Even the most miraculous French fry isn’t worth more than a minute or two of your time.

On Saturday, Oct. 6, at approximately 9:56 a.m., I saw the first snowflakes of the year.
I was down in Ramsey Park, by the lil’ wooden bridge across from the old Vita course, taking pictures of a high school senior at the time.
Just as I was about to take a photo of him sitting on one of the boulders in the river, I noticed some white flecks flit by the front of the camera lens.
“Snowing? It is snowing?” he said. (He had just changed out of  a cardigan sweater into an aqua bluish T-shirt, and was probably a little more aware of the temperature than I was.)
“Are you cold now?” his mother yelled over at him from the bridge, a hint of triumph in her voice. She and her son had been having a running debate about whether it was cold or not, and she wasn’t going to let the let the moment pass.
Anyway, the point is, I saw the snowflakes first, and an independent witness confirmed I was correct.
I’m not sure what the prize is for being the first person in town to spot the first snowflake of the season, but I think a free dinner at a local restaurant shouldn’t be out of the question....
. . . . .
The other day I stopped at a fast food place for supper to go, and ordered French fries.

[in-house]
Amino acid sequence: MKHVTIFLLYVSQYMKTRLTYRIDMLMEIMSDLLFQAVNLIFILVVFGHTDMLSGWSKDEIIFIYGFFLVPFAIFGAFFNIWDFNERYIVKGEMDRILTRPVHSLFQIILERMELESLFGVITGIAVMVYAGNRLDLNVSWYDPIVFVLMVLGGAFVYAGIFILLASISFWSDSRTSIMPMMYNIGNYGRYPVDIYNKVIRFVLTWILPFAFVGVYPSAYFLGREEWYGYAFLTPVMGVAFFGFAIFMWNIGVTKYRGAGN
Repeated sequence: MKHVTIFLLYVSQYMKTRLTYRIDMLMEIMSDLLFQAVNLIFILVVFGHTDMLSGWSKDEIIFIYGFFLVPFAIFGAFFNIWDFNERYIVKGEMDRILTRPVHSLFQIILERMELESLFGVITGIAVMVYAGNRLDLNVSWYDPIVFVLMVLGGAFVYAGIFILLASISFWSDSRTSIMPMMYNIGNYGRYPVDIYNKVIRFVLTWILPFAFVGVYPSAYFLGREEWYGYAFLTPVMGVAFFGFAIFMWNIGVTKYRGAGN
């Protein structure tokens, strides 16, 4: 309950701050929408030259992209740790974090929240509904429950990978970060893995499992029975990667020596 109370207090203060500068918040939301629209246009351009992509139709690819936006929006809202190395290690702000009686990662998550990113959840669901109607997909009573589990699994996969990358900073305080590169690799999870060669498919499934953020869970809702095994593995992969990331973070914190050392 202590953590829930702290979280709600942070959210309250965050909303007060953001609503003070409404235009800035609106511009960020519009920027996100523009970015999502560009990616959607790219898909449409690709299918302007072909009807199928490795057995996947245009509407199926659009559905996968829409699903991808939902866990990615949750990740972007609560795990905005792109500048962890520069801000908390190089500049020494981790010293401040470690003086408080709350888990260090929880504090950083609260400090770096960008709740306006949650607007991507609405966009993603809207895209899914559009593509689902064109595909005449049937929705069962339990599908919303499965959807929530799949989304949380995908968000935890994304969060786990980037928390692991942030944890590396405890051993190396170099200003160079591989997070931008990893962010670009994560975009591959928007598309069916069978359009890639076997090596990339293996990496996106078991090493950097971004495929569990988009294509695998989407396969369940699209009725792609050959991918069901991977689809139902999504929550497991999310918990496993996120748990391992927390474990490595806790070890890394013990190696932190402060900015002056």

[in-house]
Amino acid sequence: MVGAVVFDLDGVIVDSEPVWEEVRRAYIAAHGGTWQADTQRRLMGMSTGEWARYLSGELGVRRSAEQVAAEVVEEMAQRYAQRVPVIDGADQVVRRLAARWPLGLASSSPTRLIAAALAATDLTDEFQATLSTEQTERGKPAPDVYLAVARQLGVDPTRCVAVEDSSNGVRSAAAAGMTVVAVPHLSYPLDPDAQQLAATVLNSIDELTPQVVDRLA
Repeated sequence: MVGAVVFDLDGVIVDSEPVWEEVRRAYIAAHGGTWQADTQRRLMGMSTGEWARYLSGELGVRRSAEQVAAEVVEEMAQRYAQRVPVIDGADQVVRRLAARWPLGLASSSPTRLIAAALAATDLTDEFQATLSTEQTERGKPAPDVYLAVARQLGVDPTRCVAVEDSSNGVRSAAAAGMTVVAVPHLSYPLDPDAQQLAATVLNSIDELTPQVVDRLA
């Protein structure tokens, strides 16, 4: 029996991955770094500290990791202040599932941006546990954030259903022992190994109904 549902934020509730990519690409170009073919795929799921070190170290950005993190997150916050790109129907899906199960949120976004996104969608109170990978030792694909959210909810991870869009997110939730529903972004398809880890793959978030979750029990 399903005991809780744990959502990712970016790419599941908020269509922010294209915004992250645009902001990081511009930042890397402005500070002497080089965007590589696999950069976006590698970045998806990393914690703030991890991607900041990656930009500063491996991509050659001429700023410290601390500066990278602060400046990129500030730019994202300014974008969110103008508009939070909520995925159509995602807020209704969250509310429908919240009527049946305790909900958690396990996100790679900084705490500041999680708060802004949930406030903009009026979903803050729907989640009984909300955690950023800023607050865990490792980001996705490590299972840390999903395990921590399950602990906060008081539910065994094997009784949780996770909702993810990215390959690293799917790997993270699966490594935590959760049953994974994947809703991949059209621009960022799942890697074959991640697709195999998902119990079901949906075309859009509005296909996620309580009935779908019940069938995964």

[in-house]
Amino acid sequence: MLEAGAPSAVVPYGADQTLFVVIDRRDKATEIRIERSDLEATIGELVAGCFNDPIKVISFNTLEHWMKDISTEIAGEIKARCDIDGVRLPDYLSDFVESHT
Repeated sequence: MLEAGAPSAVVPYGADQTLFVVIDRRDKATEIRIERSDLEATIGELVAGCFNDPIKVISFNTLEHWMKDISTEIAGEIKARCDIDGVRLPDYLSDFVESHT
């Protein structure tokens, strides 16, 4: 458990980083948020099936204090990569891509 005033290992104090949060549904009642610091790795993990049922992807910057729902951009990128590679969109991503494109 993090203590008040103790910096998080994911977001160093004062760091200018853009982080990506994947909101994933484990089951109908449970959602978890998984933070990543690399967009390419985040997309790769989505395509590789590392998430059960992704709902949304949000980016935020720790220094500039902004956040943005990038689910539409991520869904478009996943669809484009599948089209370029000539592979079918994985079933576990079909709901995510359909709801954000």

When I opened the bag, I was startled by one French fry that stuck far out, perhaps twice as far than any other fries. It was the longest French fry I’ve ever seen in my life. It must have been a foot long.
With the keen insight for which I’m known, I thought, “Hey! If the French fry is that long, someone  must have had a potato at least that long!”
I’ve seen sugar beets that big, no problem, but I’ve never even conceived of a potato at least a foot in diameter, or lengthwise, or however potatoes are measured.
I spent the next minute or two marveling at the French fry, studying it from all angles to figure out how someone could cut a potato to get a single French fry that long.
Then I realized I was spending much too much time on it, and ate the thing before it got cold and mushy.
Moral: even the most miraculous French fry isn’t worth more than a minute or two of your time.
. . . . .
I have to confess: I still haven’t seen any of the movies with Daniel Craig as James Bond.
Everything I’ve heard is that he’s pretty good. Some people even compare him to Sean Connery.
But let’s face it, for most people the “real” James Bond is whoever played the character when they were in high school.
For me, whenever I hear the words, “James Bond,” the first person I think of is Roger Moore, because that’s who played him in the first Bond movie I saw (Moonraker, FWIW.)
Is it that way for you, too?